Hedge Funds Wrestle with Regulatory Changes
A global survey of hedge fund managers reveals that they are making significant investments in their firms’ infrastructure to comply with new regulatory requirements.
According to The Cost of Compliance, a new report produced by KPMG International, the Alternative Investment Management Association (AIMA) and the Managed Funds Association (MFA), the average spend on compliance was at least $700,000 for small fund managers, $6 million for medium-size fund managers, and $14 million for large fund managers.
The survey, which is one of the largest global surveys of hedge fund managers, was conducted between May and August of this year and includes the views of 200 hedge fund managers representing more than $910 billion in assets under management (AUM). It also included in-depth interviews with managers from North America, Europe and Asia.
The study found that the hedge fund industry has already invested heavily in compliance efforts to meet new global regulations, having spent more than $3 billion to date on compliance costs. Hedge fund managers were found to be spending anywhere between 5 percent and upwards of 10 percent of their operating costs on compliance technology, headcount and strategy.
“Fund managers around the world are working hard to deal with the challenges of compliance, in terms of capital investments, human resources and time,” said Rob Mirsky, lead partner for KPMG’s global hedge fund practice. “But there is a sense that the investments they are making today will pay off in the future from a competitive standpoint.”
The cost of compliance is creating a heavier burden on smaller firms and could become a barrier to entering the market. Smaller firms are spending more — both as a percentage of AUM and relative to operating costs– than their larger counterparts. More than a third of hedge fund managers polled with less than $250 million in assets under management (AUM) said compliance requirements consume more than 10 percent of their total operating costs.
Managers said their compliance costs and the need to outsource are directly related to the complexity of the regulations. The Alternative Investment Fund Managers Directive (AIFMD) and the Foreign Account Tax Compliance Act (FATCA) were the highest in terms of cost, time and need for external support, which is likely due to their complexity and global reach.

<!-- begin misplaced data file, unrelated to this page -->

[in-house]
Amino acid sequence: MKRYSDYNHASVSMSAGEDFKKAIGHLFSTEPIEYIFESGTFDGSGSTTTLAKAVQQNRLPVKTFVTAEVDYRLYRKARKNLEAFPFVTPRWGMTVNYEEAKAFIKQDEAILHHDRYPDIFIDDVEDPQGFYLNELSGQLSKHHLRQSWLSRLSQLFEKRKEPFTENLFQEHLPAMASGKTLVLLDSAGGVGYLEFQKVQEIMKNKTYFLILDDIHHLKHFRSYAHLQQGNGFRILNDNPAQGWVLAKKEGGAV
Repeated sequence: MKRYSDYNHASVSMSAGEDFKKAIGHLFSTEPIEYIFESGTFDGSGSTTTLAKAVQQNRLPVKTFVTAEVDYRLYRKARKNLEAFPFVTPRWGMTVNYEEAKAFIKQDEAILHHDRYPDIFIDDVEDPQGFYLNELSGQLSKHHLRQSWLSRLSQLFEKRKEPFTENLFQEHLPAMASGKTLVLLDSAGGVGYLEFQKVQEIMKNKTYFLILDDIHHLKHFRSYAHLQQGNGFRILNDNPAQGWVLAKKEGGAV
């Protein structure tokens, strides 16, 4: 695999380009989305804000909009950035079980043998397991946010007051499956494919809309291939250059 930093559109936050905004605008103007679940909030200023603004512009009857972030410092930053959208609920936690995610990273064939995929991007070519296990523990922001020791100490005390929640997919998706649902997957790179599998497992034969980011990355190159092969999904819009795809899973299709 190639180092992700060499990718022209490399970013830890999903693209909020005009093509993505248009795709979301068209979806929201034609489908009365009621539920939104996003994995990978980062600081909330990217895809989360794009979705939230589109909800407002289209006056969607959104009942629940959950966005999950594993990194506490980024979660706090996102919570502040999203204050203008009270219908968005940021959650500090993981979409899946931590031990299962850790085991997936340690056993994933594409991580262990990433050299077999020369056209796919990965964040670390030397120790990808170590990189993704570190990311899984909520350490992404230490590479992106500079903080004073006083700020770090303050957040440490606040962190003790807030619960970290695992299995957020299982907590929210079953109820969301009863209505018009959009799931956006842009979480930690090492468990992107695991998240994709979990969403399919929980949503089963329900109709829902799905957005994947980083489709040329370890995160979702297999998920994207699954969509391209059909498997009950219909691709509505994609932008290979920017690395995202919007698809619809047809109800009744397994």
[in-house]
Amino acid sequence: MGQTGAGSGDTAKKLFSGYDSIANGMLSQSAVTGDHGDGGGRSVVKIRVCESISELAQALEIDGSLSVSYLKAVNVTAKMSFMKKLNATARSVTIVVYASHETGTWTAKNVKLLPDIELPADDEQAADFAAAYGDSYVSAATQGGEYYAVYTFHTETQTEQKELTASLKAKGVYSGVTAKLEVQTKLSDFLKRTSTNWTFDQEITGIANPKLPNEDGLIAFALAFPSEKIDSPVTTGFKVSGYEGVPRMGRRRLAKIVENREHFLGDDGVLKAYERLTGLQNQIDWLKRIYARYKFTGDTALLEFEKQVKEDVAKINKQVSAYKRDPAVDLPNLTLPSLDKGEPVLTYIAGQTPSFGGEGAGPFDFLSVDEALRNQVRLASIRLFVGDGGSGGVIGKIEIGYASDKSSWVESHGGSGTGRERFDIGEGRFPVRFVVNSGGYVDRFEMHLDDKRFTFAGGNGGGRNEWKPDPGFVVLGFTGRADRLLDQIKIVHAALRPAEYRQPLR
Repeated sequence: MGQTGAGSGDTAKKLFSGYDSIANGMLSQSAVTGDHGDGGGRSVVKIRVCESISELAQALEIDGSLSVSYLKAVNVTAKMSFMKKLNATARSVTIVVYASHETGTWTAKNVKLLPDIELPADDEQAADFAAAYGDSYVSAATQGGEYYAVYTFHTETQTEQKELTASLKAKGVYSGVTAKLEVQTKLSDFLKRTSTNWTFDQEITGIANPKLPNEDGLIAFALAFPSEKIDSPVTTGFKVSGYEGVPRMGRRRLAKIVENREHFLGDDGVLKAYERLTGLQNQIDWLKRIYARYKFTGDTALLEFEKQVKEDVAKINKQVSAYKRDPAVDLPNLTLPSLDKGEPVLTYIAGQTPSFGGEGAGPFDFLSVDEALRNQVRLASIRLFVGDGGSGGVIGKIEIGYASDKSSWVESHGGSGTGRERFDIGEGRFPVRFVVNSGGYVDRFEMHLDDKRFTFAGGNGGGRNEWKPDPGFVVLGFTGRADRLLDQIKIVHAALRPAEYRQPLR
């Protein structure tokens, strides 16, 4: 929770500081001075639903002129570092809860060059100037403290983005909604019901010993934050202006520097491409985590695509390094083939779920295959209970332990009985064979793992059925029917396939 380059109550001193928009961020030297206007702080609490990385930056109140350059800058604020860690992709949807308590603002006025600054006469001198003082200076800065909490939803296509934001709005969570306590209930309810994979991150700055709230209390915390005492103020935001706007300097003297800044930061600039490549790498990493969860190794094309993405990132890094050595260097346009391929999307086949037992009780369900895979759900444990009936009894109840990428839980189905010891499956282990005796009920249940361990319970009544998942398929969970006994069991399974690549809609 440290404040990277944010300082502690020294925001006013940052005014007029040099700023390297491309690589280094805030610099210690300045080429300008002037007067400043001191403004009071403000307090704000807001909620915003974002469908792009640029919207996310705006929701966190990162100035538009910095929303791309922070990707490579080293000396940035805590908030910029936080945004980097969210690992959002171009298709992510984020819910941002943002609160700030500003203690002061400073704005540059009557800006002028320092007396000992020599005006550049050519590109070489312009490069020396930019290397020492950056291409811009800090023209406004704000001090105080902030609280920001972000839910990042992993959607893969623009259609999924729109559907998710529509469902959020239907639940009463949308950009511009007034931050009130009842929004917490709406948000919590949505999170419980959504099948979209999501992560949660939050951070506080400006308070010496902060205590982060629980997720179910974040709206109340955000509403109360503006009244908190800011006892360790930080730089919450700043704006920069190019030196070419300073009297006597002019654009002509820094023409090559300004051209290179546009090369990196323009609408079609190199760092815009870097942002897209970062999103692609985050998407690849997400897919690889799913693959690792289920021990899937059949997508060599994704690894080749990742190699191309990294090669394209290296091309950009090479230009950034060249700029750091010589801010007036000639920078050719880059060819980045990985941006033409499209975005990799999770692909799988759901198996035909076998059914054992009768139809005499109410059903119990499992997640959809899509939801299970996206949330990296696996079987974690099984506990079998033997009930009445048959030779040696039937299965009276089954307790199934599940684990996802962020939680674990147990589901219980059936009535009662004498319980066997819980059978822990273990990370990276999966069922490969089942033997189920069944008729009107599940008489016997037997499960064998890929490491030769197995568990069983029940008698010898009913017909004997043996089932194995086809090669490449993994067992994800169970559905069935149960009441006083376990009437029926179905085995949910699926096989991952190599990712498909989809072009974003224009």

More than two-thirds of the respondents said they needed outside help with AIFMD authorization and reporting; 65 percent needed help with FATCA; 63 percent needed help with their SEC registration and reporting; and 62 percent needed external help with their U.S. Commodity Futures Trading Commission (CFTC) registration and reporting. By comparison, less than 25 percent of respondents said they needed outside help with Asia Pacific registration and reporting.
“This study demonstrates our industry’s tremendous commitment to a new era of regulation. In supporting the goals of global financial reform, and reinforcing that support with these investments in compliance, the industry has acted as a willing partner with regulators and policy makers in creating safer, more stable, and efficient markets for investors,” said Richard Baker, president and CEO of the Managed Funds Association.
Upstart exchange has seen market share increase to near 4%.
Goldman Sachs Asset Management’s fundamental equity business manages over $20bn in thematic equities.
Data extraction and integration is the second stage of a digitization process.
With Ankit Mittal, Business Change Manager, Global Trading, Schroders
IIGCC and lead investors will launch a pilot with companies including BP, Eni, Repsol, Shell and Total.